Remember sitting your GCSE exams? The anxiety and worry was probably quite uncomfortable. Of course, if you look back now, you realize it wasn’t as life-determining as you probably thought. I remember losing in a county badminton final when I was 13 – I couldn’t bear to show my face for weeks. Worries and anxieties arise because we take things out of perspective. As we grow up, our understanding of life and the world expands. As our understanding expands, we are able to react to everyday occurrences in a much more appropriate manner – being able to see them in perspective of wider reality.
However, it’s not just about growing up in terms of years, but also about growing up spiritually. The Bhagavad-gita talks of a concept known as sastra-caksus – ‘seeing the world through the eyes of scripture.’ As we refer to the ancient wisdom and insights of the scriptures, we find that our understanding of reality expands even further, beyond the limitations of space and time as we know it. One becomes aware of the greater reality beyond this world. When the spiritualist is thus aware of the ‘bigger picture’ there is an amazing immunity to all types of worry and anxiety.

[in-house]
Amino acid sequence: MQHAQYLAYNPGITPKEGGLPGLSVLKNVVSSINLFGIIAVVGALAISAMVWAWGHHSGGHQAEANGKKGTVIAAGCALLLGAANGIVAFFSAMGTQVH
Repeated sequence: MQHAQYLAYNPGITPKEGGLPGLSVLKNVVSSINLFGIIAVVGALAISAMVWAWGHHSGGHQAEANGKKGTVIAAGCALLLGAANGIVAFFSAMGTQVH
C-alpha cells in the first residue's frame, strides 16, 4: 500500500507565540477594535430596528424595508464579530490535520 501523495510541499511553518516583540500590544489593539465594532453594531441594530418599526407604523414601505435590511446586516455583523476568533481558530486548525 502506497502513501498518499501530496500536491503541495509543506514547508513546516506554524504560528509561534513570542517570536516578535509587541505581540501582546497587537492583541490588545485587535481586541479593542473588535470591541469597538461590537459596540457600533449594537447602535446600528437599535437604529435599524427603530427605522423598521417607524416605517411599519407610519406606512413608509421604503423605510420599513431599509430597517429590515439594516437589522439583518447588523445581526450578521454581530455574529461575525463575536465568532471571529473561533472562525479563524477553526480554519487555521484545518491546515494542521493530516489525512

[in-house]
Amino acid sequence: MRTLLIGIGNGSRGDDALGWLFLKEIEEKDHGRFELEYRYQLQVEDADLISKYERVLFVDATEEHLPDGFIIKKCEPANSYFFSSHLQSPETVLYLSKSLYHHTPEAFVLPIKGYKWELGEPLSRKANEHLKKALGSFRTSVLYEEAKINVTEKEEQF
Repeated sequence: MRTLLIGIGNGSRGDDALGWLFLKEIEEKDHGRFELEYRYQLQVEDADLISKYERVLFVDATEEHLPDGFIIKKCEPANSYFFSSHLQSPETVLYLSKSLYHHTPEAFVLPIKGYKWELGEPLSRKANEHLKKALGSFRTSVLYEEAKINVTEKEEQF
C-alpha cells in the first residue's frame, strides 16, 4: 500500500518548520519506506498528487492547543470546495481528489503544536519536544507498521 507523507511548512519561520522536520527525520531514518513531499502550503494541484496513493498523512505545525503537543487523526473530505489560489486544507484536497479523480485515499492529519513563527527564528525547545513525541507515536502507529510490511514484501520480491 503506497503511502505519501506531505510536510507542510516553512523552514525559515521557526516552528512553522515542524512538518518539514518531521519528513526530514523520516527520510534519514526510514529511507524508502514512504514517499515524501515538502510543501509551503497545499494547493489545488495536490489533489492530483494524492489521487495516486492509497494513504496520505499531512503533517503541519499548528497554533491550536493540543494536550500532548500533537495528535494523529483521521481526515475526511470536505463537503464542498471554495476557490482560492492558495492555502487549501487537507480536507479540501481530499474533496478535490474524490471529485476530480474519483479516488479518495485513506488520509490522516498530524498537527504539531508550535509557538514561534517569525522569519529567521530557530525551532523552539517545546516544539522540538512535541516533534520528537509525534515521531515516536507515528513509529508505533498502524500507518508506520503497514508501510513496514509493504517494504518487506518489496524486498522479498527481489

Krishna explains this in the Bhagavad-gita: “One who is not disturbed in mind even amidst all miseries or elated when there is happiness, and who is free from attachment, fear and anger is called a sage of the steady mind.” Interestingly, when it comes to other people’s worries, troubles and anxieties, it’s not that a spiritualist sees them as trivial and unimportant. Rather, he tries to equip those people to see life in a broader way, helping them to put things in perspective for themselves.